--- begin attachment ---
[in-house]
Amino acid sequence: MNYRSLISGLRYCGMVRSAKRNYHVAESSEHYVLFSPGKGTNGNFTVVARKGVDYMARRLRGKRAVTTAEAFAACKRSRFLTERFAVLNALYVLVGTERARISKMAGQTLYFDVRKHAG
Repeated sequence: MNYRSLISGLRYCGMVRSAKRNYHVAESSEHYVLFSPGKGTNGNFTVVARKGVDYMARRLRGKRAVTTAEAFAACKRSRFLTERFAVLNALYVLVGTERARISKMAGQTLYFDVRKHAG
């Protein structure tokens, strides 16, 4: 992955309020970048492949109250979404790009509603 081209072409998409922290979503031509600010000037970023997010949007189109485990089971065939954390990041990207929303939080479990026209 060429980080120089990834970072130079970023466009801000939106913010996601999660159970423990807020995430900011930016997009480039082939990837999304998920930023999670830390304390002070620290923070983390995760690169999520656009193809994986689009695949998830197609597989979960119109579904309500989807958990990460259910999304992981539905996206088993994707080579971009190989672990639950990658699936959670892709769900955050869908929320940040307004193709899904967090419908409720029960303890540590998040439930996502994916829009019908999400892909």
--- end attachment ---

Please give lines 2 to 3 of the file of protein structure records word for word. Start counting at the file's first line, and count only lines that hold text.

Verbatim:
Amino acid sequence: MNYRSLISGLRYCGMVRSAKRNYHVAESSEHYVLFSPGKGTNGNFTVVARKGVDYMARRLRGKRAVTTAEAFAACKRSRFLTERFAVLNALYVLVGTERARISKMAGQTLYFDVRKHAG
Repeated sequence: MNYRSLISGLRYCGMVRSAKRNYHVAESSEHYVLFSPGKGTNGNFTVVARKGVDYMARRLRGKRAVTTAEAFAACKRSRFLTERFAVLNALYVLVGTERARISKMAGQTLYFDVRKHAG